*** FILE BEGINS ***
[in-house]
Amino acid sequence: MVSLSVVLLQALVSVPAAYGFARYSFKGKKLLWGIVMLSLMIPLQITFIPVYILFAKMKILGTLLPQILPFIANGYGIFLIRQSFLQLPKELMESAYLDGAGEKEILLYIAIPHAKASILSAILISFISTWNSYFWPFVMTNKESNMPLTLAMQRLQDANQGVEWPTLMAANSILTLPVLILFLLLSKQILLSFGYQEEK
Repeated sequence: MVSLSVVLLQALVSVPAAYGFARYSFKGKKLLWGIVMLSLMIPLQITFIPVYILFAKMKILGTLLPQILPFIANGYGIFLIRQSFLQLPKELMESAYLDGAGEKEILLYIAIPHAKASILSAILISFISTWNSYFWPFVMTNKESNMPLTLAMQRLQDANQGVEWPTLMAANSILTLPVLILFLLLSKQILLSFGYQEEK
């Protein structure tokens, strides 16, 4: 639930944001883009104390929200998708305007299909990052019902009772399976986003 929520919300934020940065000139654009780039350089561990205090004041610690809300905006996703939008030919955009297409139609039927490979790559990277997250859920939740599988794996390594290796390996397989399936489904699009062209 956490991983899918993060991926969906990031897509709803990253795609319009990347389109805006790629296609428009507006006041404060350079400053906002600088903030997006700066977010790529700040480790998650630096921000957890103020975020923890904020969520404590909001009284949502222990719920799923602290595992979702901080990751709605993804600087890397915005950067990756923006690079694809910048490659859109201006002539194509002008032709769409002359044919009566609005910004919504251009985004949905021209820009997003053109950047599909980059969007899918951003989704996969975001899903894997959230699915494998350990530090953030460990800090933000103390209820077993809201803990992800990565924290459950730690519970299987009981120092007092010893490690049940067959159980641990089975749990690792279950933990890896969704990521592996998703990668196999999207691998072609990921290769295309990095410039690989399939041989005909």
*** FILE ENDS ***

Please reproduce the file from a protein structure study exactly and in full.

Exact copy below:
[in-house]
Amino acid sequence: MVSLSVVLLQALVSVPAAYGFARYSFKGKKLLWGIVMLSLMIPLQITFIPVYILFAKMKILGTLLPQILPFIANGYGIFLIRQSFLQLPKELMESAYLDGAGEKEILLYIAIPHAKASILSAILISFISTWNSYFWPFVMTNKESNMPLTLAMQRLQDANQGVEWPTLMAANSILTLPVLILFLLLSKQILLSFGYQEEK
Repeated sequence: MVSLSVVLLQALVSVPAAYGFARYSFKGKKLLWGIVMLSLMIPLQITFIPVYILFAKMKILGTLLPQILPFIANGYGIFLIRQSFLQLPKELMESAYLDGAGEKEILLYIAIPHAKASILSAILISFISTWNSYFWPFVMTNKESNMPLTLAMQRLQDANQGVEWPTLMAANSILTLPVLILFLLLSKQILLSFGYQEEK
């Protein structure tokens, strides 16, 4: 639930944001883009104390929200998708305007299909990052019902009772399976986003 929520919300934020940065000139654009780039350089561990205090004041610690809300905006996703939008030919955009297409139609039927490979790559990277997250859920939740599988794996390594290796390996397989399936489904699009062209 956490991983899918993060991926969906990031897509709803990253795609319009990347389109805006790629296609428009507006006041404060350079400053906002600088903030997006700066977010790529700040480790998650630096921000957890103020975020923890904020969520404590909001009284949502222990719920799923602290595992979702901080990751709605993804600087890397915005950067990756923006690079694809910048490659859109201006002539194509002008032709769409002359044919009566609005910004919504251009985004949905021209820009997003053109950047599909980059969007899918951003989704996969975001899903894997959230699915494998350990530090953030460990800090933000103390209820077993809201803990992800990565924290459950730690519970299987009981120092007092010893490690049940067959159980641990089975749990690792279950933990890896969704990521592996998703990668196999999207691998072609990921290769295309990095410039690989399939041989005909």